Edgar Degas claimed that the muses rarely work together, but “at night they gather and dance.” Earlier this year, The Shed, in New York, hosted what seems to have been just such a rare dance in the collaboration of two greats of contemporary creativity: Arvo Pärt and Gerhard Richter. The muses of both painting and music sought a return to their nightly dance in a mutual homage that the two veterans decided to give themselves on the premises of the brand-new museum.

From Richter, we thought we’d seen it all, or perhaps more appropriately, that he’d already done it all. His work has mapped, with a peculiar irony, the traumas of 20th-century wars. With some great audacity, he was able to use photographic support to create paintings in which any documentary “truthfulness” was called continually into question. Photographs of people and events took on, in their pictorial versions, the forms of mere evanescent dreams. Finally, in his most recent paintings, the pictorial matter itself seems to emulate, through successive overlaps, the ghost of a representation entirely annihilated.

The German painter’s corrosive vision may seem, at first, distant from that of a musician like Arvo Pärt, distinguished for his sacred compositions. The Estonian came to his definitive musical conception through a long and difficult process. A study of ancient music, and his own religious conversion, took him away from serialism and the twelve-tone technique so in vogue, such that he delved deeper and deeper into the roots of Western music. One thing particular to Pärt’s music is that it can be contemporary without giving up its mystical potency. Its popularity rests on the religious feeling Pärt propagates, coming not from a dogma, but from the primitive yearning for unity characteristic of the human heart.

In the performance conceived of for The Shed, Richter and Pärt put their muses to the service of the collective experience. Richter’s paintings have been reworked through a computer and plotted like tapestries. The result is imagery reminiscent of the symmetry of mandalas, and even acquiring the powerful presence of religious icons. The apparent distance in the work of these two colossal figures vanishes the moment we hear Pärt’s serene choral symphony. Emanating from singers camouflaged within the audience, the music sets the static colors to vibrating. Music and painting are paired in a gallery, and what seemed like mere compositions of shape and color become, even for a few moments, the sacred symbols of an eager transcendence.

Image: Pedro Ribeiro Simões – flickr

Edgar Degas claimed that the muses rarely work together, but “at night they gather and dance.” Earlier this year, The Shed, in New York, hosted what seems to have been just such a rare dance in the collaboration of two greats of contemporary creativity: Arvo Pärt and Gerhard Richter. The muses of both painting and music sought a return to their nightly dance in a mutual homage that the two veterans decided to give themselves on the premises of the brand-new museum.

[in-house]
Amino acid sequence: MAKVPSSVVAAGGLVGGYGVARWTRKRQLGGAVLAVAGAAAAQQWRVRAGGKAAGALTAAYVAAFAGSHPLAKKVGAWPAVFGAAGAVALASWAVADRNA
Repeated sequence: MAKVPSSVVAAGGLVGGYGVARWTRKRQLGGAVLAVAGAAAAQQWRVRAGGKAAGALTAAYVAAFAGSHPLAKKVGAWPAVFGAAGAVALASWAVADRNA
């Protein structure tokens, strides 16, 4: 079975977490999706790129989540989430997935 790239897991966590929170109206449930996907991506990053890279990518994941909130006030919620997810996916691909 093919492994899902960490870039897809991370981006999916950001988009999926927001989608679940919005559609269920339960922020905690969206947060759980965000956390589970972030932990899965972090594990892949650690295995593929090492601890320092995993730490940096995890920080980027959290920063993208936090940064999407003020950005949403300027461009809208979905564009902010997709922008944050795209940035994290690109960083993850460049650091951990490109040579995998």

From Richter, we thought we’d seen it all, or perhaps more appropriately, that he’d already done it all. His work has mapped, with a peculiar irony, the traumas of 20th-century wars. With some great audacity, he was able to use photographic support to create paintings in which any documentary “truthfulness” was called continually into question. Photographs of people and events took on, in their pictorial versions, the forms of mere evanescent dreams. Finally, in his most recent paintings, the pictorial matter itself seems to emulate, through successive overlaps, the ghost of a representation entirely annihilated.

The German painter’s corrosive vision may seem, at first, distant from that of a musician like Arvo Pärt, distinguished for his sacred compositions. The Estonian came to his definitive musical conception through a long and difficult process. A study of ancient music, and his own religious conversion, took him away from serialism and the twelve-tone technique so in vogue, such that he delved deeper and deeper into the roots of Western music. One thing particular to Pärt’s music is that it can be contemporary without giving up its mystical potency. Its popularity rests on the religious feeling Pärt propagates, coming not from a dogma, but from the primitive yearning for unity characteristic of the human heart.

In the performance conceived of for The Shed, Richter and Pärt put their muses to the service of the collective experience. Richter’s paintings have been reworked through a computer and plotted like tapestries. The result is imagery reminiscent of the symmetry of mandalas, and even acquiring the powerful presence of religious icons. The apparent distance in the work of these two colossal figures vanishes the moment we hear Pärt’s serene choral symphony. Emanating from singers camouflaged within the audience, the music sets the static colors to vibrating. Music and painting are paired in a gallery, and what seemed like mere compositions of shape and color become, even for a few moments, the sacred symbols of an eager transcendence.

Image: Pedro Ribeiro Simões – flickr